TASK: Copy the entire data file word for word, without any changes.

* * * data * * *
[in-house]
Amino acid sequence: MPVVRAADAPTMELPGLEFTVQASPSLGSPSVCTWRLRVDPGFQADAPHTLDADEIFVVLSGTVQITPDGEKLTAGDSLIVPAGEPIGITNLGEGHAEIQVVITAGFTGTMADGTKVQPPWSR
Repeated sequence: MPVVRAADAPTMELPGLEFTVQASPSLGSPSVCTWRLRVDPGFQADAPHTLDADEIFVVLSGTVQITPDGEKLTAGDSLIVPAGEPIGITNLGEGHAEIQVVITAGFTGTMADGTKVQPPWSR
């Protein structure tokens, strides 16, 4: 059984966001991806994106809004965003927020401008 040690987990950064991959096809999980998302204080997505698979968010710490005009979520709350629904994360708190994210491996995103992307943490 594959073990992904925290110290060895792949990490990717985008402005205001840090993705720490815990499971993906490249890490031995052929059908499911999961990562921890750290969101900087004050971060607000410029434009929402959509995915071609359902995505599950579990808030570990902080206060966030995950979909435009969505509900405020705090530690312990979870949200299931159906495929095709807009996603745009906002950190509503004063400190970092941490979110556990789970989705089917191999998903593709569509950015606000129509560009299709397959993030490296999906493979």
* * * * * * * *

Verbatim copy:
[in-house]
Amino acid sequence: MPVVRAADAPTMELPGLEFTVQASPSLGSPSVCTWRLRVDPGFQADAPHTLDADEIFVVLSGTVQITPDGEKLTAGDSLIVPAGEPIGITNLGEGHAEIQVVITAGFTGTMADGTKVQPPWSR
Repeated sequence: MPVVRAADAPTMELPGLEFTVQASPSLGSPSVCTWRLRVDPGFQADAPHTLDADEIFVVLSGTVQITPDGEKLTAGDSLIVPAGEPIGITNLGEGHAEIQVVITAGFTGTMADGTKVQPPWSR
């Protein structure tokens, strides 16, 4: 059984966001991806994106809004965003927020401008 040690987990950064991959096809999980998302204080997505698979968010710490005009979520709350629904994360708190994210491996995103992307943490 594959073990992904925290110290060895792949990490990717985008402005205001840090993705720490815990499971993906490249890490031995052929059908499911999961990562921890750290969101900087004050971060607000410029434009929402959509995915071609359902995505599950579990808030570990902080206060966030995950979909435009969505509900405020705090530690312990979870949200299931159906495929095709807009996603745009906002950190509503004063400190970092941490979110556990789970989705089917191999998903593709569509950015606000129509560009299709397959993030490296999906493979």